Iraq gets ready to referendum on new charter amid attacks
Five attacks against the largest Sunni political party were reported on the eve of Iraq's referendum, bombing and burning offices and the home of one of its leaders in retaliation after the group dropped its opposition to the draft constitution. No injuries were reported.
Earlier, Iraq closed its borders on Friday one day ahead of a referendum on a new charter, boosting security to prevent more attacks by armed groups.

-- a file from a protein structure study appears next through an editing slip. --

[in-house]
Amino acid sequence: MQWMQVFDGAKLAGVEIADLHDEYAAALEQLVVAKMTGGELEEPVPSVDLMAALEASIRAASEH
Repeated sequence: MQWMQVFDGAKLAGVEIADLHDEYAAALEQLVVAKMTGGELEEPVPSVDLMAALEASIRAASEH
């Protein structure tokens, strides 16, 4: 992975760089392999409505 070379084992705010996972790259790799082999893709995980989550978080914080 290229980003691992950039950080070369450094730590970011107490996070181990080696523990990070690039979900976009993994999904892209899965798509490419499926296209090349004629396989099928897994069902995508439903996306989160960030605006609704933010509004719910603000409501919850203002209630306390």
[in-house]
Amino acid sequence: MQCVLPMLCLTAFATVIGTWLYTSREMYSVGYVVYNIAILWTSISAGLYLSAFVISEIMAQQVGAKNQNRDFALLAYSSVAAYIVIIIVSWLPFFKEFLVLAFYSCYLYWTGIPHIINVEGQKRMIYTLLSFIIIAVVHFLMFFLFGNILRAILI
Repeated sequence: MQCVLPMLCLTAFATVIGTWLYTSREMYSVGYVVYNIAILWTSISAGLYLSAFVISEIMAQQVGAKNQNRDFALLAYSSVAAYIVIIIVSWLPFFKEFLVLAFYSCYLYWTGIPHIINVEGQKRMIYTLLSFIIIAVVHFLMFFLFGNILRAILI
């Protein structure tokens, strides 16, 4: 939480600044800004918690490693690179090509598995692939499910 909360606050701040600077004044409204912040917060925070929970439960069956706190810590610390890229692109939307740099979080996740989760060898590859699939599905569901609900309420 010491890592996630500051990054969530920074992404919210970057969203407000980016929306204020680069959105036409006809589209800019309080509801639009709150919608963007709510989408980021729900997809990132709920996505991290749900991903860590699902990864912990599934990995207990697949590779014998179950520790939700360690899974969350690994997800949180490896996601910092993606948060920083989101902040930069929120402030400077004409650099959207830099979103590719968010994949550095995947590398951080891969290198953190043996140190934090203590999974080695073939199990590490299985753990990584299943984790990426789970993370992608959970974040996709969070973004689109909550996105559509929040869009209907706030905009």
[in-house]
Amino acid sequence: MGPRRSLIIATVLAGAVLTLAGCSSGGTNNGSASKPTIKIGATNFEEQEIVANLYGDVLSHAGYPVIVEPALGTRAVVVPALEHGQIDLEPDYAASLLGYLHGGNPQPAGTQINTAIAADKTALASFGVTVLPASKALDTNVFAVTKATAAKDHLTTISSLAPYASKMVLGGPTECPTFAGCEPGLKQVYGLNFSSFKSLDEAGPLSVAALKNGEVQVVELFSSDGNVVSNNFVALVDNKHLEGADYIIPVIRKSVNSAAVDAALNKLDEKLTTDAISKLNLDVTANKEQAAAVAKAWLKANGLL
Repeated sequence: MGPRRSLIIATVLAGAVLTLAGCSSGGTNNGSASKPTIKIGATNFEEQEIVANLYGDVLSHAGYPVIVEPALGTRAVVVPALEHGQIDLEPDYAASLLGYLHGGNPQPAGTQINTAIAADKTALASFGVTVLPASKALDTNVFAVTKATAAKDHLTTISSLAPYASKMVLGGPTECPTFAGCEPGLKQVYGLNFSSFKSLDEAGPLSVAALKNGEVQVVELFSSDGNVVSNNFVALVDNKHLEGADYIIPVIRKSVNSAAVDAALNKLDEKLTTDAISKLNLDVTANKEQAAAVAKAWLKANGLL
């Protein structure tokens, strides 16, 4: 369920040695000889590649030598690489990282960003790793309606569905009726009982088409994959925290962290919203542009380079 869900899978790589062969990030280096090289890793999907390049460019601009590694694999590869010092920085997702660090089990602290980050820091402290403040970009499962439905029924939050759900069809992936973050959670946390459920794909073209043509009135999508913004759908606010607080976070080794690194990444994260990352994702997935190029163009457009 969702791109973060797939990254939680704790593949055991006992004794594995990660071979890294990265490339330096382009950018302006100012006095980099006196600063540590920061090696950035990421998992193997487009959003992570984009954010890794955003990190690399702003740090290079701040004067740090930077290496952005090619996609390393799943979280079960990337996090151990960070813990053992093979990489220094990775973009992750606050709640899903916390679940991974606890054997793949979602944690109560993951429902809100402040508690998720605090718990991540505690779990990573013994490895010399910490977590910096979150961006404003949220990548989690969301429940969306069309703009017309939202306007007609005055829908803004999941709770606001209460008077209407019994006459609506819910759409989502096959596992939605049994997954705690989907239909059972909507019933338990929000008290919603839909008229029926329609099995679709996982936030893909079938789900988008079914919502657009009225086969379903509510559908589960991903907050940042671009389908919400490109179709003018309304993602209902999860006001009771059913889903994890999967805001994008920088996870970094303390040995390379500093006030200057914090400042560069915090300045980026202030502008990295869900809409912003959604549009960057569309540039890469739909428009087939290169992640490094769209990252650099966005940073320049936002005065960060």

Barricades were put in place around polling stations in Baghdad and other cities. According to Reuters, an overnight curfew took effect on Thursday and private vehicles were banned from the roads entirely from Friday night to Sunday morning.
Meanwhile, an Iraqi Sunni leader said on Friday he expected Iraqi voters to reject the new constitution, stressing that last-minute amendments to the charter still fell short of the Sunnis's aspirations .
"There will be a 'No'," Industry Minister Usama Abdul Aziz al-Najafi, a Sunni cabinet ministers, told reporters during a visit to Malaysia. "It doesn't represent the aspirations of all Iraqis," he said. "The changes...were not enough to ratify the constitution." The Sunnis are fearing the new charter will sideline them in favour of the Shi'ite majority and its Kurdish allies